alexa
Reach Us +1(631)596-0675
Hereditary Nonpolyposis Colorectal Cancer (Lynch Syndrome) | OMICS International | Abstract
ISSN: 2161-069X

Journal of Gastrointestinal & Digestive System
Open Access

Like us on:

Our Group organises 3000+ Global Conferenceseries Events every year across USA, Europe & Asia with support from 1000 more scientific Societies and Publishes 700+ Open Access Journals which contains over 50000 eminent personalities, reputed scientists as editorial board members.

Open Access Journals gaining more Readers and Citations
700 Journals and 15,000,000 Readers Each Journal is getting 25,000+ Readers

This Readership is 10 times more when compared to other Subscription Journals (Source: Google Analytics)

Review Article

Hereditary Nonpolyposis Colorectal Cancer (Lynch Syndrome)

Jaime Ruiz-Tovar*, Antonio Arroyo and Rafael Calpena
Coloproctology Unit, General University Hospital Elche (Alicante-Spain)
Corresponding Author : Jaime Ruiz-Tovar, MD, PhD
Corazon de Maria, 64
7º J, 28002-Madrid (Spain)
Tel: (0034) 63 053 4808
E-mail: [email protected]
Received November 26 , 2011; Accepted January 28, 2012; Published January 30, 2012
Citation: Tovar JR, Arroyo A, Calpena R (2012) Hereditary Nonpolyposis Colorectal Cancer (Lynch Syndrome). J Gastroint Dig Syst S6:003. doi:10.4172/2161-069X.S6-003
Copyright: © 2012 Tovar JR, et al. This is an open-access article distributed under the terms of the Creative Commons Attribution License, which permits unrestricted use, distribution, and reproduction in any medium, provided the original author and source are credited.

Abstract

Colorectal cancer (CRC) is the 3rd leading cause of cancer-related death in Western countries. Between 3-8% of CRC appear as hereditary forms, being the Lynch syndrome (hereditary nonpolyposis colorectal cancer) the most frequent one. The main features of Lynch syndrome are the presentation at young ages (mean 45 years), the preferent arisal in right colon (70% of the cases), the high incidence of synchronic (10%) and metachronic (30-50%) colorectal tumors, and the association with extra colonic neoplasms (mainly adenocarcinomas in endometrium, small bowel, ovarium, stomach, ureter and bladder). Clinical diagnosis is suspected because of the familial history and it is confirmed when identifying germline mutations in the DNA repair genes (mainly MLH1 and MSH2). These mutations determine a genomic instability state known as microsatellites instability, present in over 85% of tumours belonging to the Lynch syndrome and 10-15% of sporadic neoplasms. Identification of mutations and determination of microsatellites instability imply molecular technology, expensive and with limited availability. The immunohistochemical analysis of expression of mostly affected proteins (MLH1 and MSH2) can be an interesting option.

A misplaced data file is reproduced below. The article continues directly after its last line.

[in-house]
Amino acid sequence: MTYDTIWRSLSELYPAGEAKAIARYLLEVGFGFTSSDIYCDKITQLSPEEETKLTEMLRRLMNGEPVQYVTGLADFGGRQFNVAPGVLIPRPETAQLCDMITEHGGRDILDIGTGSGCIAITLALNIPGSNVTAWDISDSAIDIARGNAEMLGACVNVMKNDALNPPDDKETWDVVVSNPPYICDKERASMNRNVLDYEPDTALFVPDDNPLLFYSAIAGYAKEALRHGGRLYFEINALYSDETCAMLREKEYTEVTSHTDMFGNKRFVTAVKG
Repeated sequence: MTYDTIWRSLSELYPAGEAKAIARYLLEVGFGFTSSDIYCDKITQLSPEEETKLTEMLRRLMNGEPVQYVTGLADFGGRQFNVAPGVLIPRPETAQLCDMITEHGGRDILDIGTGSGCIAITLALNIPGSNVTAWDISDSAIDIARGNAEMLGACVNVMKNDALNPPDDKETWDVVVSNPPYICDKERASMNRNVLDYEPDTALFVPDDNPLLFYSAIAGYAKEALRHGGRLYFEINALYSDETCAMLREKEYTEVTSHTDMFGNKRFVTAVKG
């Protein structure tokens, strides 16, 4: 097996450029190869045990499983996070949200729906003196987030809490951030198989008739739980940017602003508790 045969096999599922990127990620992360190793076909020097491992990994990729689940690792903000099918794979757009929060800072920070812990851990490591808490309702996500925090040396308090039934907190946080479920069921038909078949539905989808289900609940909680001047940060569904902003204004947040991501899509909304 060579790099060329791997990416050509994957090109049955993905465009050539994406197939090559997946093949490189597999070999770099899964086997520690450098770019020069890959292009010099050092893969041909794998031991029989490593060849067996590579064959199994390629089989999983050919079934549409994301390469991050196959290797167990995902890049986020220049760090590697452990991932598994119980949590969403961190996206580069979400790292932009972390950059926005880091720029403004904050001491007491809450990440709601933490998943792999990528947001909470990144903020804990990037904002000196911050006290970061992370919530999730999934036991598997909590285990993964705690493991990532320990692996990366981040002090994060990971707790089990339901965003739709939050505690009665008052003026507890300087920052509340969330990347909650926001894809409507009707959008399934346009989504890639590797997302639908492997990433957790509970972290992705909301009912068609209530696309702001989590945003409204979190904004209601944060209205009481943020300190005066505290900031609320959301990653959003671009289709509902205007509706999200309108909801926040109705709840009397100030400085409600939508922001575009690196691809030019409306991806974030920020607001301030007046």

Recommended Conferences
Share This Page
Top